Like other critics of his persuasion – and other writers in The Nation‘s stable – Hedges has in recent years become a fixture on RT (Russia Today), the Kremlin-owned TV network, where he reliably bashes the U.S. and Israel (and what he describes as their lapdog mainstream news media) and stands up for assorted terrorists and tyrants. Appearing on RT last November, he describedfreedom of the press in the U.S. as a myth – quite a claim to be making on a TV network run by a government that orders hits on opposition journalists.

paris-je-suis-char_3160192kAnd this past January, rejecting the claim that the Charlie Hebdo massacre was an act of jihad, he argued that the atrocity had nothing whatsoever to do with Islam, but was, rather, an understandable response by “the global dispossessed” to a life of “poverty, aimlessness, and despair” that is the fault of the wealthy and privileged people of the Western world.

Charlie Hebdo‘s cartoons about Islam, Hedges insisted, were not brave free-speech acts carried out in defiance of acts of terrorism, but were inexcusable assaults on the poorest and most helpless people in France; the murdered cartoonists had been mocking the only thing that oppressed and brutalized Muslims have to cling to, namely their religion, and the Muslims had responded in the only way they had available to them. “When everybody is chanting ‘Je suis Charlie Hebdo,’” Hedges maintained, “what they’re really chanting is, you know, ‘We can’t stand dirty Arabs.’” (For good measure, he also called the killing of Osama bin Laden a “war crime.”)

But Hedges’s way-out-there views aren’t the worst thing about him. We’ll get around to that in our next installment.

Chris Hedges, legend in his own mind

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Chris Hedges

He was a New York Times reporter for 15 years, and for four of those years he was the paper’s Middle East bureau chief. But he couldn’t pose as an objective journalist forever, and eventually, in 2005, he left the Gray Lady to write opinion pieces for The Nation, for the Truthdig website, and for other left-wing outlets. Soon the former Timesman became known for his extreme anti-American views – as well as for his self-righteous posturing and over-the-top rhetoric. As Christopher Ketcham noted last year in the New Republic, Chris Hedges “has secured a place as a firebrand revered among progressive readers.” 

Here, from 2007, is a sample of the kind of stuff he churned out after leaving the Times:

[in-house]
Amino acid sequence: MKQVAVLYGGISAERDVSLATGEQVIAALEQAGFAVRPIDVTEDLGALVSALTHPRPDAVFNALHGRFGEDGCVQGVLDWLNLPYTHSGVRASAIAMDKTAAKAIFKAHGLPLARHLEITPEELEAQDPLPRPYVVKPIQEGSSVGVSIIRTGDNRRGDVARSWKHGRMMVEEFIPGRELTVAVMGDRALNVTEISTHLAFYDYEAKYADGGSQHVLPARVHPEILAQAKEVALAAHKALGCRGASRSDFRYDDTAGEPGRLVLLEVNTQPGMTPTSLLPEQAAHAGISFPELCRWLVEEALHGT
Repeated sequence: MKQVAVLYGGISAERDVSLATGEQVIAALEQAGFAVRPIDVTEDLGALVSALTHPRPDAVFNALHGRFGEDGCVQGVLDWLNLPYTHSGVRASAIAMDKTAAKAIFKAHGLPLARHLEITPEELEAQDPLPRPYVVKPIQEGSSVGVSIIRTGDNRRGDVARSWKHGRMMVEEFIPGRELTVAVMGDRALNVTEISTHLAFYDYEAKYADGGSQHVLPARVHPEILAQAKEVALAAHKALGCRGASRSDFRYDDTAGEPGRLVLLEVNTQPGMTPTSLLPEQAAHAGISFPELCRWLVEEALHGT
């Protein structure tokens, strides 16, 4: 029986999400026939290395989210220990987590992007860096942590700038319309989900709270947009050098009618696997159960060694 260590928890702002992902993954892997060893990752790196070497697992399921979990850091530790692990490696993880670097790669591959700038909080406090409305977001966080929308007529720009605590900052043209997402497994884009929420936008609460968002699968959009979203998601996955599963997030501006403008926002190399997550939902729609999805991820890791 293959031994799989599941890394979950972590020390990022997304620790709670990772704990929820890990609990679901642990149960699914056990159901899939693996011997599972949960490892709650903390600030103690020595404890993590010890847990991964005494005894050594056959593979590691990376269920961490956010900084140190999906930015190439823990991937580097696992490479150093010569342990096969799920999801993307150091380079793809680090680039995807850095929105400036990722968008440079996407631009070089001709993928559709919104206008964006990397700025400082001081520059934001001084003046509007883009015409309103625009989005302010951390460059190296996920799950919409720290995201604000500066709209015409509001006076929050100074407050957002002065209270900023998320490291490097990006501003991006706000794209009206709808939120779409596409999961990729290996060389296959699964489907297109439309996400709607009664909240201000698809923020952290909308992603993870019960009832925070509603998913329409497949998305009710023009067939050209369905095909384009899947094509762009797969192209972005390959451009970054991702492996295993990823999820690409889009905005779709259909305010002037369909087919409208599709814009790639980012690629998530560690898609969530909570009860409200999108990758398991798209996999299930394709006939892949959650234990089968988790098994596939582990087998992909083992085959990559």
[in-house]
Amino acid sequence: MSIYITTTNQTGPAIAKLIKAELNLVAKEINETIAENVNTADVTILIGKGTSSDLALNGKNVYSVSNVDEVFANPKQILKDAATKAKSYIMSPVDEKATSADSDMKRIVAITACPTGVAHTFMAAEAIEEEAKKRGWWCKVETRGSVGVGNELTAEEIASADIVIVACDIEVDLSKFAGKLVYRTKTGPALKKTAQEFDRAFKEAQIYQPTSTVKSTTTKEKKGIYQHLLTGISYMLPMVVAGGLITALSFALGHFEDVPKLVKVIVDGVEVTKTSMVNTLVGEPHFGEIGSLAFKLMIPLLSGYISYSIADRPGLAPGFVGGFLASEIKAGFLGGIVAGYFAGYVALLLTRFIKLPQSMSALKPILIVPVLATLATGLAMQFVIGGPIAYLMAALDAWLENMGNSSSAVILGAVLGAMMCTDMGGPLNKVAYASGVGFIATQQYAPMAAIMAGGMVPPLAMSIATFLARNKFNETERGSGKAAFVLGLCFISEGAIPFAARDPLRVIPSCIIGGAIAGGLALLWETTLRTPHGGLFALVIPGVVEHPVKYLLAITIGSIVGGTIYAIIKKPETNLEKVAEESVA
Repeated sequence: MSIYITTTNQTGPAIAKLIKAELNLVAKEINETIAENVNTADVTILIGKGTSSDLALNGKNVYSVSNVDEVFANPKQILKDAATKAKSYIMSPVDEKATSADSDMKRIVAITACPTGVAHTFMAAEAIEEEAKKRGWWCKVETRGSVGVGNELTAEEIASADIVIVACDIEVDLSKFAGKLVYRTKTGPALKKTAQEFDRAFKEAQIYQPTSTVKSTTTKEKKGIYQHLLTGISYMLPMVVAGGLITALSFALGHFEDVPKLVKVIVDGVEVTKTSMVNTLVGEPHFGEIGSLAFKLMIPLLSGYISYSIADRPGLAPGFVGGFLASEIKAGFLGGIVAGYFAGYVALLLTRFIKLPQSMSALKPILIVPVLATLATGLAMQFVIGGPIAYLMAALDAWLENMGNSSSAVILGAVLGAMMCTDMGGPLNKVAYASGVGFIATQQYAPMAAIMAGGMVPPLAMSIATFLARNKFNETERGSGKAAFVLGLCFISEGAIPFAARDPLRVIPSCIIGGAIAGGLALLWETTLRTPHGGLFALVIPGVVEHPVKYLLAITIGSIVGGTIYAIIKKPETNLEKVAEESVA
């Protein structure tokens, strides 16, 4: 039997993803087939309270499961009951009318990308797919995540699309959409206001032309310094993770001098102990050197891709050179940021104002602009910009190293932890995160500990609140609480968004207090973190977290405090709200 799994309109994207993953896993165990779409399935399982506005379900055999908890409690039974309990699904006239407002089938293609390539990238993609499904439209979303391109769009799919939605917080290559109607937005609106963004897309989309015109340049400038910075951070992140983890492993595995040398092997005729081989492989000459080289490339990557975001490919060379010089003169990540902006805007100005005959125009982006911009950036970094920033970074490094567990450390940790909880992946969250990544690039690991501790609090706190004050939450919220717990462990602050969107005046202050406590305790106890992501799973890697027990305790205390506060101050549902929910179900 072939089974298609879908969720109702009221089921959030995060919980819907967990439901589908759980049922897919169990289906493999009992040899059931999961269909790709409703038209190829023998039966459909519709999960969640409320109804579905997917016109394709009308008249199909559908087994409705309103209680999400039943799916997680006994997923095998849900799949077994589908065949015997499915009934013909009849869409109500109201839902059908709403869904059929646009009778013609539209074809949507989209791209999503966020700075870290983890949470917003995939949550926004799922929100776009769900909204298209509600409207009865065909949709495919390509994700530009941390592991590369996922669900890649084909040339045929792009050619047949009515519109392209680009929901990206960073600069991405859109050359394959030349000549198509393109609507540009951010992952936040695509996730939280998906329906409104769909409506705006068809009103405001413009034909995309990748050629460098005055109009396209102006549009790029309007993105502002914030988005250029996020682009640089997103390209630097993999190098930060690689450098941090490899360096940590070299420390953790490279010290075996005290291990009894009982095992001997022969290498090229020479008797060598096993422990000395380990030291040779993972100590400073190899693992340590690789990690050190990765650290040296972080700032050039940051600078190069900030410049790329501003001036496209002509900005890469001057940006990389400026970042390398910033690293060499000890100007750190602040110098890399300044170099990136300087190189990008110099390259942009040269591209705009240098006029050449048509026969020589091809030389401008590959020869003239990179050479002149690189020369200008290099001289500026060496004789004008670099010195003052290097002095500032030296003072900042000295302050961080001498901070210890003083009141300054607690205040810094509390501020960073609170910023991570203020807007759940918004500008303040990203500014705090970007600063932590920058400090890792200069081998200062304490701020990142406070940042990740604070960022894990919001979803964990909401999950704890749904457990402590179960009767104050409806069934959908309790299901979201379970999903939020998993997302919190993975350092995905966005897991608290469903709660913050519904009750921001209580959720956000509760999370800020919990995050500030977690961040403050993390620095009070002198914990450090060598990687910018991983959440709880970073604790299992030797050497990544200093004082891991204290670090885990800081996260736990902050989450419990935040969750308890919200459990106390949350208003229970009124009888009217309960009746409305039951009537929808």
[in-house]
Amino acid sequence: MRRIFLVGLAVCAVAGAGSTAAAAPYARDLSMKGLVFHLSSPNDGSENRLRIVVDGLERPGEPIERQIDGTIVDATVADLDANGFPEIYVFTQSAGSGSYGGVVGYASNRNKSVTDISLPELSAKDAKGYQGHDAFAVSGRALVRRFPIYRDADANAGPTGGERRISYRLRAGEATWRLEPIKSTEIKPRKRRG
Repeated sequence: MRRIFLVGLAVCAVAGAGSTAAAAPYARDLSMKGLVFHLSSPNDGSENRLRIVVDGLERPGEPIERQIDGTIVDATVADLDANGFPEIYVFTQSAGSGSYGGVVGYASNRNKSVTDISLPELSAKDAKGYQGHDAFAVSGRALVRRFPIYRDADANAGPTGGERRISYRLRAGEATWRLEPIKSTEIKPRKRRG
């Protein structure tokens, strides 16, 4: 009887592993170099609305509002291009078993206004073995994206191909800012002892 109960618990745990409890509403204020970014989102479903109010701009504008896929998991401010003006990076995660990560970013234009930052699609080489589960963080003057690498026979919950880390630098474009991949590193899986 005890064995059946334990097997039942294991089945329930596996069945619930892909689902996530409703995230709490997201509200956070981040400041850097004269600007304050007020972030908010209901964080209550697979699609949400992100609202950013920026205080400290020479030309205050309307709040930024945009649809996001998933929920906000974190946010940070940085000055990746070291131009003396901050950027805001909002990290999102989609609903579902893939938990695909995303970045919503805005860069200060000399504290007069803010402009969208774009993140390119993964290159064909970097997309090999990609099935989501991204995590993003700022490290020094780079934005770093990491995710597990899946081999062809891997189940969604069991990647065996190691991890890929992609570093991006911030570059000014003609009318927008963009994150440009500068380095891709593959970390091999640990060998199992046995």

I will not pay my income tax if we go to war with Iran. I realize this is a desperate and perhaps futile gesture. But an attack on Iran – which appears increasingly likely before the coming presidential election – will unleash a regional conflict of catastrophic proportions. This war, and especially Iranian retaliatory strikes on American targets, will be used to silence domestic dissent and abolish what is left of our civil liberties. It will solidify the slow-motion coup d’êtat that has been under way since the 9/11 attacks. It could mean the death of the Republic.

In a 2011 interview on a program broadcast by the Canadian Broadcasting Corporation, the host, Kevin O’Leary, called Hedges a “left-wing nutbar.” And last December, in an article entitled “ISIS – the New Israel,” Hedges provided a fine example of the kind of writing that has led people like O’Leary to view him as a nutbar: 

The Islamic State of Iraq and Syria (ISIS) is our Frankenstein. The United States after a decade of war in Iraq pieced together its body parts. We jolted it into life. We bathed it in blood and trauma. And we gave it its intelligence. Its dark and vicious heart of vengeance and war is our heart. It kills as we kill. It tortures as we torture. It carries out conquest as we carry out conquest. It is building a state driven by hatred for American occupation, a product of the death, horror and destruction we visited on the Middle East.

hedges5It’s easy to sum up the thrust of Hedges’s work these days. It is, quite simply, this: that pretty much every bad thing that happens on this planet it ultimately the fault of the U.S. – which, he insists, is, in its own way, as much of a totalitarian power as Nazi Germany or Stalin’s USSR ever were. Specifically, Hedges subscribes to the proposition, advanced by political scientist Sheldon Wolin, that the U.S. is developing a form of government that Wolin calls “inverted totalitarianism.” And if the U.S. is a totalitarian tyranny, what does that make Hedges? Why, of course, it makes him a courageous soul who dares to utter the dark truth about America while the rest of the nation’s journalistic community, as he depicts it, meekly echoes the U.S. government’s lies about itself and promulgates the pretense that American society is free.

hedges6Of course, to call the present-day U.S. a totalitarian state is to dismiss or trivialize the brutal day-to-day reality of despotism in countries like North Korea, Chad, Equatorial Guinea, Saudi Arabia, Sudan, China, Eritrea, and Cuba; and to pose as a gutsy hero who risks untold danger to speak truth to power is to insult the genuinely brave men and women who stand up to the Kims and Castros. Hedges’s demonization of the U.S. government has led to teaching gigs at Princeton and Columbia universities and won him the Pulitzer Prize and other awards; for him to present himself as the moral equivalent of human-rights activists in genuinely totalitarian or authoritarian countries – where many of them end up being arrested, tortured, imprisoned, or murdered – is the height of arrogance.

But this is just the beginning of the case against Chris Hedges. More tomorrow.